This puts more of the curriculum into cyberspace, which makes accessing materials reliant on having an internet connection. At times, the connection has been spotty or inaccessible.

“Because the bottom line is… if they want us to use technology to do school, we can’t do it unless it works every single day,” O’Brien said.

Using technology for learning also relies on student initiative.

“It depends on the responsibility that an individual student takes for his or her own education,” O’Brien said. “The solemn truth about education is this: students that are willing to learn, will learn, regardless of the obstacles in their way. Students who are not motivated to learn, it does not matter what little song-and-dance a teacher does, or what fun gadgets they put in their hands, you’re going to have a hard time convincing them it’s important.”


To make way for new technology required policy changes. However, since school wireless devices have been in use for a couple of years, rethinking rules was mostly a matter of revision, as well as a shift of mindset.

“We looked at our acceptable-use policies… and in every situation, [we thought] take the technology out of it, and how would you deal with it?” Kemble said. “For instance, if you were being bullied with technology, how would you deal with being bullied without technology? We can still handle these problems. It is not the technology that causes the problems, it is people’s behaviors. That is what we need to work on: how we would deal with it in any case.”

Much of the conflict that goes on between high school students, as mentioned by Kemble, is now online. As a solution, the district is planning to implement digital citizenship education into the middle schools.

One concern is that technology will become more of a distraction than a useful resource. However, Kissinger insists that having classes structured with lots to do will obliterate this problem.

“As far as abusing it [device use], I haven’t had an issue just because I have specific things for them to be doing on those devices,” she said. “I think maybe if I didn’t have anything to do on the devices, they had free rein then it could potentially become a problem, but in my classroom so far it has been fine.”

Keeping students busy may not address all problems. According to some research, technology use may have a negative effect on how students retain information. The Neilson Norman Group said the average person spends only 10-20 seconds on a webpage — not nearly enough time to memorize a concept or equation.

The ease of finding information has some worried that students won’t commit information to their long-term memories.

“I worry that your generation has developed the mindset that ‘nothing needs to stay, because I can look it up’ and thats not true,” O’Brien said. “In this world of information…sooner or later it needs to be there.”


While BYOD gives students the freedom to have and use their own technology, like school devices, the district blocks content it deems inappropriate.

“We have firewalls in place, so it’s secure, and we make sure there isn’t content that isn’t appropriate,” Kemble said. “So we really need all of the kids on the network, so we can protect kids in the building against anything that they shouldn’t be looking at.”

To determine what content is inappropriate, the district uses programs to scan the web for certain keywords, blocking websites with names that sound inappropriate.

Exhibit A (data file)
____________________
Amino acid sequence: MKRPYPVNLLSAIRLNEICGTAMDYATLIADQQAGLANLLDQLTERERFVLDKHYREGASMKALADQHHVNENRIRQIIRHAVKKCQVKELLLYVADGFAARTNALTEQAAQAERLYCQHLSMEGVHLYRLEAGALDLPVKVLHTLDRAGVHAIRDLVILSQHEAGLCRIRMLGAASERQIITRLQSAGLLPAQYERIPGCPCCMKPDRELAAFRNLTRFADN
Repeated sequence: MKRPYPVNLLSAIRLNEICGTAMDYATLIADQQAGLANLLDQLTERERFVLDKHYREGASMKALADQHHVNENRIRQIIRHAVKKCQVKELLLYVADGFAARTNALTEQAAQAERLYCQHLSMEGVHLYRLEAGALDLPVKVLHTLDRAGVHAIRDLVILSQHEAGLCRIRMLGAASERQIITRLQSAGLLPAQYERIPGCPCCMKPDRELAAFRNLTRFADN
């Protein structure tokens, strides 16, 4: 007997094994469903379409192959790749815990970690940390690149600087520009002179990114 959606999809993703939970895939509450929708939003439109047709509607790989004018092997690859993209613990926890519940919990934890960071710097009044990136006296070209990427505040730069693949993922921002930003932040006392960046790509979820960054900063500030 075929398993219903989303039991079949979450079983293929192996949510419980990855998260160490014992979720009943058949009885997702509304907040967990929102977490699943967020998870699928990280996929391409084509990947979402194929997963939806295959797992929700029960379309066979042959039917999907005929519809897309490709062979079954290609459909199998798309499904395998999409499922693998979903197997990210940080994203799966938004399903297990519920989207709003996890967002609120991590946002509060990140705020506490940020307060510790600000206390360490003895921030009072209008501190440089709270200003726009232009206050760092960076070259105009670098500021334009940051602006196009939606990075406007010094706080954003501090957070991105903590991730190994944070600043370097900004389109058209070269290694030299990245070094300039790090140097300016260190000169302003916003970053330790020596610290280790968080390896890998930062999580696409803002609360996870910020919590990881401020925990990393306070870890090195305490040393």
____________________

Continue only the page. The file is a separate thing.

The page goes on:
However, screening can sometimes block suggestive-sounding websites that are in actuality just fine. In that case, Kemble suggests teachers call the district to have them unblocked for classroom use.

Just as the district can monitor school devices, anything students view over BYOD, can be viewed by the district. But if actions are linked to an app that doesn’t involve an internet connection, the school isn’t able to view it.

“It definitely makes me nervous to know that the school can know everything you do while you are logged on there,” Morgenroth said. “You have to use good judgement.”

While some may see the screening as an intrusion on privacy, Sanchez sees the policy as good regulation.

“I feel like its a good thing,” he said. “If you are looking at stuff that you obviously shouldn’t be, then you should be cut off because it is only for school purposes. So I feel like the privacy that they have now is pretty good.”

This is not the first time the district has dealt with online content issues, and some teachers are unconcerned about how students are handling themselves online.

“Students are pretty responsive about knowing appropriateness, and students in general know when they should use it and when they shouldn’t use it,” O’Brien said. “I think that as long as we are on the same team, it won’t be as big of a deal.”

Real World Value

For better or worse, the way students learn and interact is different than previous generations.

“Students as a group learn much differently definitely from when I was in school — even from when I started teaching 24 years ago,” O’Brien said. “It’s just a different world. We interact with ideas differently, we interact with the written and spoken word differently.”

Now, students see their phones and other devices as essential parts of their lives.

“It speaks their language,” Morgenroth said. “It’s all there. You’re are used to pulling out your phone and typing stuff in. You can go from typing in a text message to typing in a solution to a problem, or your response to an essay or a poem.”

Kimball connects the devices to the newly-implemented Common Core standards, which aim to foster critical-thinking.

“So why do I need to tell you a lot of facts when you could get them right here on your phone, and you have them right in your pocket,” she said. “Now you can take those facts and whatever it is you need that is in your pocket, and relate that to something bigger, and make those connections.”